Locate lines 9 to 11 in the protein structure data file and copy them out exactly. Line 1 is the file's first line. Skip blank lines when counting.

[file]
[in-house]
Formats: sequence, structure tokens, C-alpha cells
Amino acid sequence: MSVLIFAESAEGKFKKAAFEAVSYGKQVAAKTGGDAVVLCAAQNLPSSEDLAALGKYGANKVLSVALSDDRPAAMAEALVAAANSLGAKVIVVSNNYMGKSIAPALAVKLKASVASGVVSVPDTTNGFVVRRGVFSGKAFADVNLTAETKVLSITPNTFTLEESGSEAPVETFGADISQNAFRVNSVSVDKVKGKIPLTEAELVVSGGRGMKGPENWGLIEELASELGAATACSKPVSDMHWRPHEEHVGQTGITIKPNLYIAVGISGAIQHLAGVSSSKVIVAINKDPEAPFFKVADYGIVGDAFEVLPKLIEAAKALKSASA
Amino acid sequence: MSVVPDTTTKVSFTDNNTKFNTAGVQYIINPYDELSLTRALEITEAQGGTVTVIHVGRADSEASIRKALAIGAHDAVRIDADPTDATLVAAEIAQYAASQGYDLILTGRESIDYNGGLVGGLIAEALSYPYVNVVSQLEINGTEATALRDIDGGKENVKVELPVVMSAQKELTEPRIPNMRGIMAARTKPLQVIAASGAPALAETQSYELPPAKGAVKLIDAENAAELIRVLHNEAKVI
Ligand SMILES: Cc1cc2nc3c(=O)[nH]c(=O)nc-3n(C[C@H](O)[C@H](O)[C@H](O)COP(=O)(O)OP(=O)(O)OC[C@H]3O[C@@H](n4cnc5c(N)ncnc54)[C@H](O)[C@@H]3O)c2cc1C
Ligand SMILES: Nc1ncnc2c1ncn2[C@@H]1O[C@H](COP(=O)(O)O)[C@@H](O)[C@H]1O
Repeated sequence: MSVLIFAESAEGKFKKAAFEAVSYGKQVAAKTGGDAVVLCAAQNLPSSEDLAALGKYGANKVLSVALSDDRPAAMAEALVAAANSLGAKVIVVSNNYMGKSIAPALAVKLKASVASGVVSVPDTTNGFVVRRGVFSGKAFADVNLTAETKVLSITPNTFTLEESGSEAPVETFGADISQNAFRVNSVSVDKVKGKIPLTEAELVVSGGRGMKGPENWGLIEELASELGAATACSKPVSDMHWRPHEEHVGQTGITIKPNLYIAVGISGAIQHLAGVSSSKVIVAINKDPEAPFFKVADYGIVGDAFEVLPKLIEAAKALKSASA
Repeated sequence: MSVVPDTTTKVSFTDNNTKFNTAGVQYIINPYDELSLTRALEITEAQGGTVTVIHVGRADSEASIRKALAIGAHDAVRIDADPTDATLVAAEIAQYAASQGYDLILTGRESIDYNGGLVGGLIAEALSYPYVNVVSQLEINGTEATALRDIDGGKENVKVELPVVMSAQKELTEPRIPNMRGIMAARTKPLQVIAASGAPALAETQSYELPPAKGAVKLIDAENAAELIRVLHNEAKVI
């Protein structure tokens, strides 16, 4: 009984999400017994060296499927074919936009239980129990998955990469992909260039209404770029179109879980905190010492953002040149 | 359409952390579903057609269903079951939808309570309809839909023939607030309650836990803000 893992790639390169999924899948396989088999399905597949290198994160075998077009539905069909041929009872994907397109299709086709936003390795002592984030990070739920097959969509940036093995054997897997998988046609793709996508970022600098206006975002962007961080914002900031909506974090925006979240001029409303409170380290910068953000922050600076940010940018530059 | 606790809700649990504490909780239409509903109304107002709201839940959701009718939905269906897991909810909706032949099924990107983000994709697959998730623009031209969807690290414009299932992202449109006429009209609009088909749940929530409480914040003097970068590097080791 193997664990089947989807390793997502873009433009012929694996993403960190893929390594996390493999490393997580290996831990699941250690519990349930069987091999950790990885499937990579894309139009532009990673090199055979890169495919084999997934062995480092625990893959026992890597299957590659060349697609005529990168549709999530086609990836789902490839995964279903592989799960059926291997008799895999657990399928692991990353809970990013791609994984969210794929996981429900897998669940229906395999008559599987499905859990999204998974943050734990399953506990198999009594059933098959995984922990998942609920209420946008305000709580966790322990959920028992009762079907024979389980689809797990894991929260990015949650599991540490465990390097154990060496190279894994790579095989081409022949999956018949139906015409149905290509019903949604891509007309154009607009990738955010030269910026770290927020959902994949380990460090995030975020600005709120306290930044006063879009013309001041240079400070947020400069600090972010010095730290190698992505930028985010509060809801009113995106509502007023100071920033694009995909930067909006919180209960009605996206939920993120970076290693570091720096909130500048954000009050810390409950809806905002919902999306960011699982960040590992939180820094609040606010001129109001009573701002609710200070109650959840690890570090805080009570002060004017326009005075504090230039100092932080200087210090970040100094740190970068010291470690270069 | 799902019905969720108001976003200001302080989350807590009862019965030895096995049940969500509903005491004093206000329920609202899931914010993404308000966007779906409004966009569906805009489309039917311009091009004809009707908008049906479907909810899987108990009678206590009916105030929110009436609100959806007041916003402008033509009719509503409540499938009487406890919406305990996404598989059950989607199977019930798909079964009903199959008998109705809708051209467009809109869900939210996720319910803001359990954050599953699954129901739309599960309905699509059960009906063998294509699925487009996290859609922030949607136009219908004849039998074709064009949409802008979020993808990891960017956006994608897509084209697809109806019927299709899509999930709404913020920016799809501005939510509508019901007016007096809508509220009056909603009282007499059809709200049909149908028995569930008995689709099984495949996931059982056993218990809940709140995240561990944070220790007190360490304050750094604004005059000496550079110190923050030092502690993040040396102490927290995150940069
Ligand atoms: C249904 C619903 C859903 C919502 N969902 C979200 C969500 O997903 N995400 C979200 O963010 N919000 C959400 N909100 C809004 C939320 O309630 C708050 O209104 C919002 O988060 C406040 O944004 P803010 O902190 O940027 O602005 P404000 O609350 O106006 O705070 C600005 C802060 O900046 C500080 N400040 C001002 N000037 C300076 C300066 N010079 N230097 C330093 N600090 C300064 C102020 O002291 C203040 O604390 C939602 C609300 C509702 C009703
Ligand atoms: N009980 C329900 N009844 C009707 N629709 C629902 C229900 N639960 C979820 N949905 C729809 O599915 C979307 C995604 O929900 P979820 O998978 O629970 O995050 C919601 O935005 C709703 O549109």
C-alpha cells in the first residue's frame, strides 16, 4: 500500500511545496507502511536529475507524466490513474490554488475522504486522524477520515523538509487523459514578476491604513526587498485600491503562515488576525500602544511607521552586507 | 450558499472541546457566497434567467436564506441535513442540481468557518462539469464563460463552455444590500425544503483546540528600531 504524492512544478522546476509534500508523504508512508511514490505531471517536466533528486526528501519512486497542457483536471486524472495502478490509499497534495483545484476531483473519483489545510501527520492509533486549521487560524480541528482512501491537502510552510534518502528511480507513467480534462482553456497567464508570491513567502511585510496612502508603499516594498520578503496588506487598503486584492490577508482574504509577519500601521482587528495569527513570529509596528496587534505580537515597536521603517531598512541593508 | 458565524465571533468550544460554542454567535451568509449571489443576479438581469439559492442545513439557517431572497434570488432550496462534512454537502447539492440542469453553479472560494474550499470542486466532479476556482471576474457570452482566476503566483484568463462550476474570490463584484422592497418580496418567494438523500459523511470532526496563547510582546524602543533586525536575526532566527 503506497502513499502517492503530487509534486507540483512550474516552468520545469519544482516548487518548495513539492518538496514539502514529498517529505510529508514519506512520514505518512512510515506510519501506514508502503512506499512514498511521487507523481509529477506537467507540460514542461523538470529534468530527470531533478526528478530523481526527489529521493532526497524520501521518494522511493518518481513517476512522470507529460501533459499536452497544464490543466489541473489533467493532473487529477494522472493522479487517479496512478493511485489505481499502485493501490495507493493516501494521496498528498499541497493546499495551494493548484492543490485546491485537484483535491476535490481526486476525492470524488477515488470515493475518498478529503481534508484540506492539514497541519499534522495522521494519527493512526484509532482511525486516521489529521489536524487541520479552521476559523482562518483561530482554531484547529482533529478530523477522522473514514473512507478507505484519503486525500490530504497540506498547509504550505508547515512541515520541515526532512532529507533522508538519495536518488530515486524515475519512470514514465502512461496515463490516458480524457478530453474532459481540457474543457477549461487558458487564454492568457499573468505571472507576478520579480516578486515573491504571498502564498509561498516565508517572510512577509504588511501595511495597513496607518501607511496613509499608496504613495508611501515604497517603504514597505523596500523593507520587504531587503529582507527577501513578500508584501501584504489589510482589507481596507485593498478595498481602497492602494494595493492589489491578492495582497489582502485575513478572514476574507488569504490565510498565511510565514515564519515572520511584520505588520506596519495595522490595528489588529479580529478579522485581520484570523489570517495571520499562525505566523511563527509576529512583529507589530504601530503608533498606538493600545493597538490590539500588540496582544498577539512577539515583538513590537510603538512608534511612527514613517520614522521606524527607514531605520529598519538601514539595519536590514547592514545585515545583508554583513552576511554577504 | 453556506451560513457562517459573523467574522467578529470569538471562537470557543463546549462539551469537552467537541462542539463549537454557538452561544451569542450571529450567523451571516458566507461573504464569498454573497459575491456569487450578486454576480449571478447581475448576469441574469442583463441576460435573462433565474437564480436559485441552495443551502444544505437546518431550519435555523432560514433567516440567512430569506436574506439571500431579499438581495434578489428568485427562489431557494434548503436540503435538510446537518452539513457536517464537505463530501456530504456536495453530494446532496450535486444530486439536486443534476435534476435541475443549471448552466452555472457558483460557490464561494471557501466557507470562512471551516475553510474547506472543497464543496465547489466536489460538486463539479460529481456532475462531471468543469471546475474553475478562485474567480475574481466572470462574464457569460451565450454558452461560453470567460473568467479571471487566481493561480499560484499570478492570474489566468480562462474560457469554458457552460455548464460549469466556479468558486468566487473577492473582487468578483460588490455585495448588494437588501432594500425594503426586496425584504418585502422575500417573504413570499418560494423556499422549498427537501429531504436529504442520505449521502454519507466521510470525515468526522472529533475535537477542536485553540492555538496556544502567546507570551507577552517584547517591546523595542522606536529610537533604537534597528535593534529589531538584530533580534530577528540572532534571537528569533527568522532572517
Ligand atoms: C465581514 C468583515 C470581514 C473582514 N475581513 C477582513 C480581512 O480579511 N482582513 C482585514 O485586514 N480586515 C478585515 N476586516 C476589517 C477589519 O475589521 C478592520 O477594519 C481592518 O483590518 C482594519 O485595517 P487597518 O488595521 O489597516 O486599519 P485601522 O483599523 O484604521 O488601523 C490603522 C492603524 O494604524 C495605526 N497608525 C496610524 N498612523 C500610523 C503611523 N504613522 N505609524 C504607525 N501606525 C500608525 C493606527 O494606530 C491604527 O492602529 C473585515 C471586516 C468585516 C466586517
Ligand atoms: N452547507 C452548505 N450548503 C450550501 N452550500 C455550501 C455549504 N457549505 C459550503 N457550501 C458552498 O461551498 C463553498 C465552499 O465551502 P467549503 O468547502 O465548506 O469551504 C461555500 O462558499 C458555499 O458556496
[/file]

């Protein structure tokens, strides 16, 4: 009984999400017994060296499927074919936009239980129990998955990469992909260039209404770029179109879980905190010492953002040149 | 359409952390579903057609269903079951939808309570309809839909023939607030309650836990803000 893992790639390169999924899948396989088999399905597949290198994160075998077009539905069909041929009872994907397109299709086709936003390795002592984030990070739920097959969509940036093995054997897997998988046609793709996508970022600098206006975002962007961080914002900031909506974090925006979240001029409303409170380290910068953000922050600076940010940018530059 | 606790809700649990504490909780239409509903109304107002709201839940959701009718939905269906897991909810909706032949099924990107983000994709697959998730623009031209969807690290414009299932992202449109006429009209609009088909749940929530409480914040003097970068590097080791 193997664990089947989807390793997502873009433009012929694996993403960190893929390594996390493999490393997580290996831990699941250690519990349930069987091999950790990885499937990579894309139009532009990673090199055979890169495919084999997934062995480092625990893959026992890597299957590659060349697609005529990168549709999530086609990836789902490839995964279903592989799960059926291997008799895999657990399928692991990353809970990013791609994984969210794929996981429900897998669940229906395999008559599987499905859990999204998974943050734990399953506990198999009594059933098959995984922990998942609920209420946008305000709580966790322990959920028992009762079907024979389980689809797990894991929260990015949650599991540490465990390097154990060496190279894994790579095989081409022949999956018949139906015409149905290509019903949604891509007309154009607009990738955010030269910026770290927020959902994949380990460090995030975020600005709120306290930044006063879009013309001041240079400070947020400069600090972010010095730290190698992505930028985010509060809801009113995106509502007023100071920033694009995909930067909006919180209960009605996206939920993120970076290693570091720096909130500048954000009050810390409950809806905002919902999306960011699982960040590992939180820094609040606010001129109001009573701002609710200070109650959840690890570090805080009570002060004017326009005075504090230039100092932080200087210090970040100094740190970068010291470690270069 | 799902019905969720108001976003200001302080989350807590009862019965030895096995049940969500509903005491004093206000329920609202899931914010993404308000966007779906409004966009569906805009489309039917311009091009004809009707908008049906479907909810899987108990009678206590009916105030929110009436609100959806007041916003402008033509009719509503409540499938009487406890919406305990996404598989059950989607199977019930798909079964009903199959008998109705809708051209467009809109869900939210996720319910803001359990954050599953699954129901739309599960309905699509059960009906063998294509699925487009996290859609922030949607136009219908004849039998074709064009949409802008979020993808990891960017956006994608897509084209697809109806019927299709899509999930709404913020920016799809501005939510509508019901007016007096809508509220009056909603009282007499059809709200049909149908028995569930008995689709099984495949996931059982056993218990809940709140995240561990944070220790007190360490304050750094604004005059000496550079110190923050030092502690993040040396102490927290995150940069
Ligand atoms: C249904 C619903 C859903 C919502 N969902 C979200 C969500 O997903 N995400 C979200 O963010 N919000 C959400 N909100 C809004 C939320 O309630 C708050 O209104 C919002 O988060 C406040 O944004 P803010 O902190 O940027 O602005 P404000 O609350 O106006 O705070 C600005 C802060 O900046 C500080 N400040 C001002 N000037 C300076 C300066 N010079 N230097 C330093 N600090 C300064 C102020 O002291 C203040 O604390 C939602 C609300 C509702 C009703
Ligand atoms: N009980 C329900 N009844 C009707 N629709 C629902 C229900 N639960 C979820 N949905 C729809 O599915 C979307 C995604 O929900 P979820 O998978 O629970 O995050 C919601 O935005 C709703 O549109």